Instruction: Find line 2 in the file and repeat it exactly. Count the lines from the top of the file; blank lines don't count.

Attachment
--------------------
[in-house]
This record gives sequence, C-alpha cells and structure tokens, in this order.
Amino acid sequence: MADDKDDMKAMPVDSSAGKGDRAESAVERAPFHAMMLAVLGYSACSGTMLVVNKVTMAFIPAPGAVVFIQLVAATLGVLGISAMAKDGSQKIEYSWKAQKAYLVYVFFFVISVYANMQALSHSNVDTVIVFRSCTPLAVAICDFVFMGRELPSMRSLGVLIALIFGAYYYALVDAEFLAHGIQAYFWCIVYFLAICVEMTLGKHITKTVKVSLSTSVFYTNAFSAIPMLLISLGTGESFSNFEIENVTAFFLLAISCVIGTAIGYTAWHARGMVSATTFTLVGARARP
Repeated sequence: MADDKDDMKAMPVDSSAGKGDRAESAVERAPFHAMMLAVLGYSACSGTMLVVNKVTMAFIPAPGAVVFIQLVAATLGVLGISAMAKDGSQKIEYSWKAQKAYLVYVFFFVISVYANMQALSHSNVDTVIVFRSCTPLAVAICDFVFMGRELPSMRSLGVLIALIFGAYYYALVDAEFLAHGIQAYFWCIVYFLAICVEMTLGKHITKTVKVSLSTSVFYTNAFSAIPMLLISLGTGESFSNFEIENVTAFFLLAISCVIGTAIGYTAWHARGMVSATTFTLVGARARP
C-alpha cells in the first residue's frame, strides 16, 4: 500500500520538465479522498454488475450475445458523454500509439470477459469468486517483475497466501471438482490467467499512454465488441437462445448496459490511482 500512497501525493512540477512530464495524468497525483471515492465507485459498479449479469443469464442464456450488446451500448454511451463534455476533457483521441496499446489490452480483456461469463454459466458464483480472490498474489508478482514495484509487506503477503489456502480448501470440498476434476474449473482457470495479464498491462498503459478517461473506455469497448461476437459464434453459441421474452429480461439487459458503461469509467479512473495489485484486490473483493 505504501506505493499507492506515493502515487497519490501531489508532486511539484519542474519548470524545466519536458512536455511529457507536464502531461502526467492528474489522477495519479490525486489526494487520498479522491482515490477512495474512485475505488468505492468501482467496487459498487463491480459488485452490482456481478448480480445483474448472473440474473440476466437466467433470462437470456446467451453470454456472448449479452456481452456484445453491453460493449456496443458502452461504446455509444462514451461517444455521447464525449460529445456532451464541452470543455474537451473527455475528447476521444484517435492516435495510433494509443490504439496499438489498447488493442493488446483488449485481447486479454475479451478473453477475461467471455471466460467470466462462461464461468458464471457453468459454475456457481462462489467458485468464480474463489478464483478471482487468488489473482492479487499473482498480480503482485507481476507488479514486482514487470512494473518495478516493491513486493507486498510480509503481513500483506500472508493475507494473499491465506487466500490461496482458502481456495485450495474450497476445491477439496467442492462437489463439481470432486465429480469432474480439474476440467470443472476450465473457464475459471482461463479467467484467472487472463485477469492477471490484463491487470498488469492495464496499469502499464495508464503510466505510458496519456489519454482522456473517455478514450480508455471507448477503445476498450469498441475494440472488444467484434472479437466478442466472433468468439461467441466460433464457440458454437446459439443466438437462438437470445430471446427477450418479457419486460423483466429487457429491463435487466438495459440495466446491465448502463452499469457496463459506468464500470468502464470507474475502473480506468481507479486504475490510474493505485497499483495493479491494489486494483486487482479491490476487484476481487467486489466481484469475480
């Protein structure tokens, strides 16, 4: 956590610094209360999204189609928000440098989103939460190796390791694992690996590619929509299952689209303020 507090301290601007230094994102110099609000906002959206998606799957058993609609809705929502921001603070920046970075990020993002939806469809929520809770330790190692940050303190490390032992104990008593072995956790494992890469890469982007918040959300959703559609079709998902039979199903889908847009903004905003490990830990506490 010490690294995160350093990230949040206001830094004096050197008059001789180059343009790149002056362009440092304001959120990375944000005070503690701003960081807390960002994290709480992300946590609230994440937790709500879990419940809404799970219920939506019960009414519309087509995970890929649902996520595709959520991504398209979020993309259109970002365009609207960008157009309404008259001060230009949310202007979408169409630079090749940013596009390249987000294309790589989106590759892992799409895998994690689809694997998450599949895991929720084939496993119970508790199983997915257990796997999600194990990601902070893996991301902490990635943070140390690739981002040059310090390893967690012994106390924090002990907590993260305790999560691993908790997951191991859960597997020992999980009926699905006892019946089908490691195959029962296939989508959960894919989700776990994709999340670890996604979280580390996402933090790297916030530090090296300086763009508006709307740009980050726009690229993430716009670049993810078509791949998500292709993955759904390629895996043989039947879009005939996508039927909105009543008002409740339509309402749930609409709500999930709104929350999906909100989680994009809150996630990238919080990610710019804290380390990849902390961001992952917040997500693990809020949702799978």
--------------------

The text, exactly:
This record gives sequence, C-alpha cells and structure tokens, in this order.